Twitter filed a lawsuit against the Trump administration on Thursday alleging that U.S. Customs and Border Protection officials had tried to get the company to reveal the identity of an anonymous account that has been critical of the agency.
The lawsuit alleges CBP agents issued an administrative summons to Twitter asking it to reveal the identity of the user @ALT_uscis, an account that has been critical of the administration and specifically the US Citizenship and Immigration Services and claims to be run by a government employee.
Both CBP and USCIS are part of the Department of Homeland Security, which is named in the lawsuit.
Shortly after the news broke, @ALT_uscis posted a screenshot of the First Amendment.
According to the lawsuit, CBP agents Adam Hoffman and Stephen Caruso sent the administrative summons to Twitter on March 14, saying that the company was “required to turn over “[a]ll records regarding the [T]witter account @ALT_USCIS to include, User names, account login, phone numbers, mailing addresses, and I.P. addresses.”
“The purpose of this request appears to be, and the effect of Twitter’s complying with it likely would be, to enable or help to enable Defendants to pierce the anonymity of the person or persons who established and use the @ALT_USCIS account,” the lawsuit reads.
The summons allegedly said that failure to comply would result in Twitter being dragged to federal court.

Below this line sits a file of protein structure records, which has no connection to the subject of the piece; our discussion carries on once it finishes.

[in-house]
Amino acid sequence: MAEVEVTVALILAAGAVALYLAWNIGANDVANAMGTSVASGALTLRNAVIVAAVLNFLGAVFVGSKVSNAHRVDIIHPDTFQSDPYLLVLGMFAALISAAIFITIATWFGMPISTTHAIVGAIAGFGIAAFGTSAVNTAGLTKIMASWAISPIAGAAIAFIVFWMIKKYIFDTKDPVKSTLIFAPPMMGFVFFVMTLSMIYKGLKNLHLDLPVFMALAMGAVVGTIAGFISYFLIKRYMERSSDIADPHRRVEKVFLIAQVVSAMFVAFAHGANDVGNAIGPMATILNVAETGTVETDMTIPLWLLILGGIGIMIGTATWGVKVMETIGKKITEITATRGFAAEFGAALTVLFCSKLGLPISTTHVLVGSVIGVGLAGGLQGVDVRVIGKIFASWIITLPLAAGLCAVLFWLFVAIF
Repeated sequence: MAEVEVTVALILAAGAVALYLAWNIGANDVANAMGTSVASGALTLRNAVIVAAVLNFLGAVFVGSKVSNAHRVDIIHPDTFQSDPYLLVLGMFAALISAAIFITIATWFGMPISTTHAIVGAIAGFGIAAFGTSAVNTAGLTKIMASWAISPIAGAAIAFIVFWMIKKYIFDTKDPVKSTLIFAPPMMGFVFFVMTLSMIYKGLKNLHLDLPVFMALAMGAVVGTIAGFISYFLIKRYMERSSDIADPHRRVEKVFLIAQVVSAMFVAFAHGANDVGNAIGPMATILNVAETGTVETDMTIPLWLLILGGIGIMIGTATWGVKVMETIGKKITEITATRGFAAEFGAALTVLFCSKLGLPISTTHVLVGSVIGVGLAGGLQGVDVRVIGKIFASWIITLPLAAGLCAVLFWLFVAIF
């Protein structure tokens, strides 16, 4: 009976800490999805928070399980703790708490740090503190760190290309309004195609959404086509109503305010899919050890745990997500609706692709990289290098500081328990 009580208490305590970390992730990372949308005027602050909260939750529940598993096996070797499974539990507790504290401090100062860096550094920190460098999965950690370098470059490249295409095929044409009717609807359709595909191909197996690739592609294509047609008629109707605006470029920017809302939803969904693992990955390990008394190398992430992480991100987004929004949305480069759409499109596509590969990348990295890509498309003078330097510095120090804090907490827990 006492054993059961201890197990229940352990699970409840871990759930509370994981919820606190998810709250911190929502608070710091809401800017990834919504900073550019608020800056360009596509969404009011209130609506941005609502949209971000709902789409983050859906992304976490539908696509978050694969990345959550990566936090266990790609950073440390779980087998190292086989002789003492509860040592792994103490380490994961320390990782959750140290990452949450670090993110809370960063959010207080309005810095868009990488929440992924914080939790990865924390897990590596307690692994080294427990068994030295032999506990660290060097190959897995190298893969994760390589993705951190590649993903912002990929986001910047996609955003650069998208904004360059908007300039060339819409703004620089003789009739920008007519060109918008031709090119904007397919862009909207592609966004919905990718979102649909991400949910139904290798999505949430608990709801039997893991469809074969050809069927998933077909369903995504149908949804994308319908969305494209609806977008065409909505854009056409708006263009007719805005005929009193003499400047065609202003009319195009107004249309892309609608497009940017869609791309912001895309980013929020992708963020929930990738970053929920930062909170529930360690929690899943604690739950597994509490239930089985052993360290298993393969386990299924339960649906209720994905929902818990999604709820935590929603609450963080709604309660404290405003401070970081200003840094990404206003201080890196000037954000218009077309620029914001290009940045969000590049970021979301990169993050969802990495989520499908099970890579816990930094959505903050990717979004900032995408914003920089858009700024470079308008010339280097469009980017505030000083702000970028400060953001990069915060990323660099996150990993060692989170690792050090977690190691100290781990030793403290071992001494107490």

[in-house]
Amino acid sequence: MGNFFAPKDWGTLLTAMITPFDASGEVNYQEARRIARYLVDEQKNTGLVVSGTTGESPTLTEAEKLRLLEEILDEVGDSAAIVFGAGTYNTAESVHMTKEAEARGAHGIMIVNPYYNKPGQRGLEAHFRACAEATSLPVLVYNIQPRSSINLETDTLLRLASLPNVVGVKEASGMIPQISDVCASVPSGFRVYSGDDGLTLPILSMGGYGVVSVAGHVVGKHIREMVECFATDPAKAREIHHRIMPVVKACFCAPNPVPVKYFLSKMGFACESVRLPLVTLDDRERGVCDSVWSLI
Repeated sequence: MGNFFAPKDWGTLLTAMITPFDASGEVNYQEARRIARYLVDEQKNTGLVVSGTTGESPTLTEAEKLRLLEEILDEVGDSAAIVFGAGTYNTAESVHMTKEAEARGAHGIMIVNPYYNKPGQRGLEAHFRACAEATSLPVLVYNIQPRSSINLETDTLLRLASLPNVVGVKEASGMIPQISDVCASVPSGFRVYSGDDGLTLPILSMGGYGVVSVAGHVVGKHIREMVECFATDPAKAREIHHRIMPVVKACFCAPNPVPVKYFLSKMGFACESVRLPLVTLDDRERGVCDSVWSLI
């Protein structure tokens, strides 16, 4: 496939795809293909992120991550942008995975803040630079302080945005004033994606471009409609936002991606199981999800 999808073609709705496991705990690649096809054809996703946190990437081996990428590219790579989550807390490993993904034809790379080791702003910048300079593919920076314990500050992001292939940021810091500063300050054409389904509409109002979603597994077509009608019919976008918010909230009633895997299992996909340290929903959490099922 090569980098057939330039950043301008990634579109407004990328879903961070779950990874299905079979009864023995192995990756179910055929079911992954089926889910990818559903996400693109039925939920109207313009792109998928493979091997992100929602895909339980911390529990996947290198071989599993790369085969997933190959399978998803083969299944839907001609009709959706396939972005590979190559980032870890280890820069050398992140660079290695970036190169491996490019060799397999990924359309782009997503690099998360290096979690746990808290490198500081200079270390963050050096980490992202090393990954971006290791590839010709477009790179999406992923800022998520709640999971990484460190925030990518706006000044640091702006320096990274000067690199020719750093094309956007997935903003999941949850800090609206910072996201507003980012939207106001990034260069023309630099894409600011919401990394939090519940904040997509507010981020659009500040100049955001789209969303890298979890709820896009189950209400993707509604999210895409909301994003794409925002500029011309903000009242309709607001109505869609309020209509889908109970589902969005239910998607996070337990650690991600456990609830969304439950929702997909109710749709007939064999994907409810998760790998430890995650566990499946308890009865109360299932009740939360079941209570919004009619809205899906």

Lawyers for Twitter later confronted Hoffman about the summons, which also included a request not to notify the account of CBP’s action. According to the filing, Hoffman said he was conducting an investigation into the account but “did not identify any law or laws that he believed had been broken or point to any evidence substantiating any such belief—such as particular Tweets that he believes were unlawful.”
The lawsuit also argues that CBP was improperly employing the administrative summons, which Twitter said is a tool intended to be used only when investigating merchandise being imported into the country.
Following President Trump's inauguration, a number of Twitter accounts parodying federal agencies and claiming to be run by government employees began criticizing the administration and its policies.
The ACLU said that they would be joining in on the fight.
"We're glad Twitter is pushing back," the civil rights group tweeted. "We'll be going to court to defend this user's right to anonymous speech."
Twitter said that the attempt to unmask the account would be a violation of its First Amendment rights.
Compelled disclosure of the identities of Twitter users who have engaged in pseudonymous speech would chill their exercise of the constitutionally protected right to speak anonymously,” the company wrote. “Moreover, independent of its users’ rights, Twitter’s actions in providing a platform for the dissemination of its users’ speech—including its decision to permit the publication of pseudonymous speech — is fully protected by the First Amendment.”
The CBP declined to comment on the suit.
"As a matter of policy, we do not comment on pending litigation," said CBP spokeswoman Christiana Coleman.